• “If there is a tipping point in which the electric car market stops behaving like the market for flat-screen televisions, it likely won’t be for two more years. The first Chevy Bolts will come off lease in 2020—roughly 12,000 of them—and analysts expect those cars still to be capable of going about 200 miles on a charge. The market will also start being seeded by a rash of new models: The Tesla Model 3 will be on the road in larger numbers by then, as will the Volkswagen e-Golf and Hyundai Ioniq.”

Business Insider – The Chevy Bolt is crushing the Tesla Model 3 – Matthew DeBord 1/3

Real Estate

FT – US retail’s turbulent relationship with private equity – Eric Platt and Anna Nicolaou 12/29

  • “More than half of the largest leveraged retail buyouts completed since 2007 have either defaulted, gone bankrupt or are in distress, according to a Financial Times analysis.”
  • “At least 50 US retailers — including Toys R Us, children’s retailer Gymboree, shoe store Payless and jean maker True Religion — have filed for bankruptcy this year, the most in six years, with analysts describing it as a ‘day of reckoning’, for companies that rolled over their debt refinancing for years. Observers warn that the distress is likely to accelerate in 2018 with nearly $6bn in high-yield retail debt set to mature.”
  • “Among the private equity owned retailers who have fallen into distress over the past decade are luxury goods brands including Barneys and Neiman Marcus, specialty apparel retailers such as J Crew and Claire’s, and the country’s largest pet suppliers, Petsmart and Petco.”
  • “The FT analysis focused on 31 deals with a price tag of more than $500m. In total, 19 leveraged buyouts worth a combined $43bn have run into trouble. While private equity groups have had success with a number of retailers since 2007, including Dollar General, Party City and BJ’s Wholesale Club, the majority struggled with the debt levels assumed in their buyouts. Investors in their bonds and loans have been dealt billions of dollars in losses.”
  • “’We are at historic highs [for distress], and we are not even in a recession,’ says Charlie O’Shea, retail analyst at Moody’s. ‘If you’re a CAA rated retailer [a deep-junk rating by Moody’s], you have no flexibility at all. If you’re highly leveraged with a product mix that goes head to head against Walmart and Amazon, and you are looking to refinance right now, what reception do you think you’re going to get? It’s tough out there’.”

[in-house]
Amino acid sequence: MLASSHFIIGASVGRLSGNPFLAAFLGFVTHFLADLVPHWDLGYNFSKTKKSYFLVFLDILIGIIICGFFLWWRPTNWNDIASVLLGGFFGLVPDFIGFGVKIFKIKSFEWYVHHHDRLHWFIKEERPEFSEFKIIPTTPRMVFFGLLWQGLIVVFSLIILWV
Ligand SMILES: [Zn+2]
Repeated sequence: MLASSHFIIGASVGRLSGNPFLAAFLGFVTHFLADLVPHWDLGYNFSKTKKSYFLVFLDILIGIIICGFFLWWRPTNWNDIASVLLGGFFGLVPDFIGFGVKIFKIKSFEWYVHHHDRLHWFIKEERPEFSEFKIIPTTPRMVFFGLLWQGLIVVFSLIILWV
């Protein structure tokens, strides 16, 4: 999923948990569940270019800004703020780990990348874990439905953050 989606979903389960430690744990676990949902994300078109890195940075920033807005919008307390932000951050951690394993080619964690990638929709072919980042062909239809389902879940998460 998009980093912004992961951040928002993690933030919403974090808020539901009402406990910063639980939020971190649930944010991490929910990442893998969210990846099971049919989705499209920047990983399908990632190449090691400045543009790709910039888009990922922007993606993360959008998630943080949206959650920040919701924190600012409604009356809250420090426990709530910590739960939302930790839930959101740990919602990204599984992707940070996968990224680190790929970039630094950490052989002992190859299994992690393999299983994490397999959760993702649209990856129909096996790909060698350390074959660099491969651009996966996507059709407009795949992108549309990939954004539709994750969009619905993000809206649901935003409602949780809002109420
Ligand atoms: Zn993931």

• “Mr O’Shea says he is looking to the first quarter of 2018 to see which ‘shoes are going to drop next’.”
  • “Neiman Marcus, the luxury department store that owns Bergdorf Goodman, is also on his radar. The Texas-based company was one of many buyout deals struck at the top-of-the-market. Neiman was taken private by TPG Capital and Warburg Pincus for $5.1bn in 2005, and eight years later was sold to private equity firm Ares Management and Canada Pension Plan Investment Board for $6bn.”
  • “But after weathering the recession better than other retailers, Neiman has succumbed to the explosive secular shifts that are wreaking havoc in bricks and mortar stores. Like-for-like sales have dropped for eight of the past nine quarters. This year Neiman scrapped both an IPO and a possible sale to rival Hudson’s Bay. With $4.9bn in debt, which S&P calls ‘unsustainable’, investors have grown nervous. Bonds sold by Neiman have tumbled below 60 cents on the dollar, from 80 cents a year ago.”


WSJ – Daily Shot: Investing.com – Bitcoin & Ripple 1/8


Bloomberg – How a Melting Arctic Changes Everything – Eric Roston 12/29